Imagine: after many tens of millions of dollars have been spent by the government in St. John’s on lawyers, consultants, bureaucrats and engineers to conduct countless field studies and marketing strategies, after investing years of political capital to boost the fabled Lower Churchill hydroelectric megaproject as an inexhaustible fountain of wealth, after claiming for years that the whole project must be built for all their dreams to come true, the Progressive Conservatives have dealt their own obsession a fumbling blow that may finally kill it — but slowly and painfully, not mercifully quick.
Let’s see, was it Grimes or Tobin who last proposed the one-dam-not-two scenario? Premiers Roger and Brian (as well as Clyde Wells and all before him and after, including Beaton Tulk if he’d had the time) tried every combination they could think of to unlock the treasure houses they imagined to lie hidden beneath the waters of Muskrat Falls and the Gull Island rapids.
Sometimes they proposed two dams, sometimes just one, and they had transmission lines snaking all over the Labrador map, but they never found the right sequence of numbers, the right financing, the right buyers, the right route or the right way to protect the natural environment.
Since he got into office, Danny Williams has been going for two dams, but as everyone’s heard by now he’s decided that one will do: the one at Muskrat, that is. He still wants to throw a third dam across the Churchill at Gull Island, but he says it can wait.
As usual, environmental considerations played no part in this decision. Instead, since the government doesn’t have a hope in hell of raising the uncounted billions needed to build the entire project, officials might be reasoning that half of an astronomically high price tag might be easier to swallow than a whole one. No doubt they want to get something accomplished for fear that otherwise Williams will just go down in Newfoundland history as one of a long line of premiers who failed to achieve the Lower Churchill quest. They’re willing to settle for half the project if the alternative is nothing at all.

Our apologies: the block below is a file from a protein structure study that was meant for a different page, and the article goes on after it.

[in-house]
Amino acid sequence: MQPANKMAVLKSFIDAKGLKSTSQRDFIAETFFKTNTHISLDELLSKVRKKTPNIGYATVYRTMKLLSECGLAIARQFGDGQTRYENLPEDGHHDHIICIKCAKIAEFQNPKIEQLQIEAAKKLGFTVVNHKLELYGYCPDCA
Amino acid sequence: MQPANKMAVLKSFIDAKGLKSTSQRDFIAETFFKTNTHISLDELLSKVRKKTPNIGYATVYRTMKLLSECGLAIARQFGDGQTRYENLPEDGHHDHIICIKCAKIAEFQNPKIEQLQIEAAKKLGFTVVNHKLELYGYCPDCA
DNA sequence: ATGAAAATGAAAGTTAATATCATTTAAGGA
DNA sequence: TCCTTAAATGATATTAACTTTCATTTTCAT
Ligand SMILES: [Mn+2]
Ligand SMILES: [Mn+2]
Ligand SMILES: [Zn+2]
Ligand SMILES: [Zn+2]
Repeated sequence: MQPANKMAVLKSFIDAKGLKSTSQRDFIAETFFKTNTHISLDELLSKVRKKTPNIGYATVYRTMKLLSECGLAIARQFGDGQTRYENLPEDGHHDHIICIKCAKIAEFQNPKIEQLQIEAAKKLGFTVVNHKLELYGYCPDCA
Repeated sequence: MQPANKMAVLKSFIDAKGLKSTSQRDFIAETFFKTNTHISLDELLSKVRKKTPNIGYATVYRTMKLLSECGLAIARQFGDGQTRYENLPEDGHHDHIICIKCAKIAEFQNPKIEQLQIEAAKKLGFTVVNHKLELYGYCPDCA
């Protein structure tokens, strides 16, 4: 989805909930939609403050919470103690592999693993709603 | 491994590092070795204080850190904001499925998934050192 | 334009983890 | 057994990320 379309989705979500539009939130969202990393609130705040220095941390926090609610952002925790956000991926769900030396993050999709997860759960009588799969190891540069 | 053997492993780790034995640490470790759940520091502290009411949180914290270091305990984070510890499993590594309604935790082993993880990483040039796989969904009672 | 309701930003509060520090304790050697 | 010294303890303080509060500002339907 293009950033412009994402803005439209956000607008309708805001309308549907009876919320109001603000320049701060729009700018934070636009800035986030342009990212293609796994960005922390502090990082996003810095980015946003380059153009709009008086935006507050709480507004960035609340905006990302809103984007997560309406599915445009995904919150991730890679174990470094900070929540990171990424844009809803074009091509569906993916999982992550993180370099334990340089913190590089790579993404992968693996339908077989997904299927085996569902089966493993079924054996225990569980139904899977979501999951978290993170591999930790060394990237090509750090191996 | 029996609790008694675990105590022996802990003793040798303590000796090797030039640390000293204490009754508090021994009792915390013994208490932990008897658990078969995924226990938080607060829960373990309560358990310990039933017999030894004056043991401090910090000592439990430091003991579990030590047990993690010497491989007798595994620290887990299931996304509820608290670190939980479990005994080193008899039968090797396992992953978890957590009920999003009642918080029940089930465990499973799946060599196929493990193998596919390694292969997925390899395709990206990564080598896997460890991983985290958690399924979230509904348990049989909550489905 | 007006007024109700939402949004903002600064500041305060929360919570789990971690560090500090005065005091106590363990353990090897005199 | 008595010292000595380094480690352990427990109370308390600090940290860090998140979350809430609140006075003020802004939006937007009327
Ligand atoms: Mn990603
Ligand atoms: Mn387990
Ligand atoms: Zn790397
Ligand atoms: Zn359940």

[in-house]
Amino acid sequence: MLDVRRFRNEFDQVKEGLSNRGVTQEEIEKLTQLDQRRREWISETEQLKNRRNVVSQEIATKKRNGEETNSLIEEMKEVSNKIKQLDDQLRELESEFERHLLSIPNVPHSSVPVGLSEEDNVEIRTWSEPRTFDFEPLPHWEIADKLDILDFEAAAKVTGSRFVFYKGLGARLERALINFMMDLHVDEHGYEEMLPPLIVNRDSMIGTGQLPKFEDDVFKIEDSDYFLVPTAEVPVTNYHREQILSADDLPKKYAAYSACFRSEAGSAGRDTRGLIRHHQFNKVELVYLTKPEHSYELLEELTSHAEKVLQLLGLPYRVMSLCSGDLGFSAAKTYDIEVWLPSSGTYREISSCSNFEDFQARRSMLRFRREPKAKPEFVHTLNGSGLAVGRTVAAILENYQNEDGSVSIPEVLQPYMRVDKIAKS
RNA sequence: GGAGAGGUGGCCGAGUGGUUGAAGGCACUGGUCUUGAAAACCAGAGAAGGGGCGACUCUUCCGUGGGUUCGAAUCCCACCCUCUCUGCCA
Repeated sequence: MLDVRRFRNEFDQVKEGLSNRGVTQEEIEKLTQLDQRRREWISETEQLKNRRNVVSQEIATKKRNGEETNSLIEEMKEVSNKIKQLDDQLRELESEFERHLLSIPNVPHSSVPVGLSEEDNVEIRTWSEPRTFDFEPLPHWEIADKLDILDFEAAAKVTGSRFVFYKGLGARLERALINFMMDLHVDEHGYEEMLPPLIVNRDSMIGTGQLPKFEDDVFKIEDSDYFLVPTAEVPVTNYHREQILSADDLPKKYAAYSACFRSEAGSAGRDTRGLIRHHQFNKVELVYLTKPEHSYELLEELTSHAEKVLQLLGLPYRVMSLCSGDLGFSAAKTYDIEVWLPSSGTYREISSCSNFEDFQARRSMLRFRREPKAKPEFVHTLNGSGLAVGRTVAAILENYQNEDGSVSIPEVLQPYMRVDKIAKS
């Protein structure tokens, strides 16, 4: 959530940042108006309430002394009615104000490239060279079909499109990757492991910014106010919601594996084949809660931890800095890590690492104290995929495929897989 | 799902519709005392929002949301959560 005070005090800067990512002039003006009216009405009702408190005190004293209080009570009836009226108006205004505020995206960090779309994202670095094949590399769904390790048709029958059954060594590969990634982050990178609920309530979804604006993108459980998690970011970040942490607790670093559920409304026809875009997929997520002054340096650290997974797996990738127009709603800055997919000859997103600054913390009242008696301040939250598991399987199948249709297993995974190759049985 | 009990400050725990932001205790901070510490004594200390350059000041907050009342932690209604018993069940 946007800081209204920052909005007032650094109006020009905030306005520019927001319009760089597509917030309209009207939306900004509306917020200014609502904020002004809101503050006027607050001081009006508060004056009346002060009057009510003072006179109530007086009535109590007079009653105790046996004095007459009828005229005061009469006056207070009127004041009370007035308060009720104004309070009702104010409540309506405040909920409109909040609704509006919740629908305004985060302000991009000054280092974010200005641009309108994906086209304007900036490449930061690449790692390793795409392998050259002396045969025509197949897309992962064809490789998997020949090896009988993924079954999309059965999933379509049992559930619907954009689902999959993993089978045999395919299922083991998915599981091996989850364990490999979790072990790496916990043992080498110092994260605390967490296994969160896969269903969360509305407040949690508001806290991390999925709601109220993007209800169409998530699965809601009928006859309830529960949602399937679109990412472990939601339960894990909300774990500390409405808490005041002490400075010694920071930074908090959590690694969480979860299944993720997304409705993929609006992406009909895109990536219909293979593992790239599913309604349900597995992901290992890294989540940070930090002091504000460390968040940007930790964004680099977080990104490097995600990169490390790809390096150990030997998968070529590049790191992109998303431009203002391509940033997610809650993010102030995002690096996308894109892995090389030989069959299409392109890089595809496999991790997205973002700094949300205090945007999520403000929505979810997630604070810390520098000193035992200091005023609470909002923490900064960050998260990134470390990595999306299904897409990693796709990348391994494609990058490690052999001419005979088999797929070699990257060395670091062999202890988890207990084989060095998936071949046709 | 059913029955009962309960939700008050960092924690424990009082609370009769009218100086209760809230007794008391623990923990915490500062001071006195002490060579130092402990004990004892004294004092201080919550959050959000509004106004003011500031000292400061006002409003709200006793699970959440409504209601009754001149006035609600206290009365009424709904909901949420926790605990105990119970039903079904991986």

Unfortunately for the government’s dreams, this compromise is not likely to succeed. Once again, officials advising the premier seem to have forgotten about the importance of the New Dawn deal. That oversight is going to mean many more years of negotiations with the Innu before any construction can start.
New Dawn was predicated on both halves of the project going ahead. Now the Innu Nation must still surrender all the same claims and rights, but if money is only being generated at Muskrat Falls, Innu royalties will amount to about half of what was originally promised. The Innu are not going to like that.
Maybe it’s time Newfoundland governments adopt a new obsession. The Lower Churchill has been sustaining them for all the years since Joey Smallwood, but it’s been nothing but a drain on the province’s resources. If only Newfoundland premiers dreamed of other things than building big dams in Labrador. What would life in this province be like if leaders dreamed of providing citizens with a health-care system that isn’t crippled by money shortages and labour strife; if they dreamed of well-maintained and efficient roads, railways and ferry services; or of making sure that every Newfoundlander and Labradorian has enough to eat and a roof overhead?
Think of the benefit if a premier dreamed of protecting the natural wonders of Gull Island and Muskrat Falls and bequeathing them to future generations as provincial parks.
Unfortunately, the Lower Churchill hydro dream is hard to kill. How much more taxpayer money is the government going to spend before it stops gambling in this highly speculative market? It might be fun to play big-shot businessmen in glitzy financial centres, but if the province’s politicians could stop wasting time and money on pointless boondoggles, they’d have more chance to take care of the actual business of government.
Michael Johansen is a writer living in Labrador.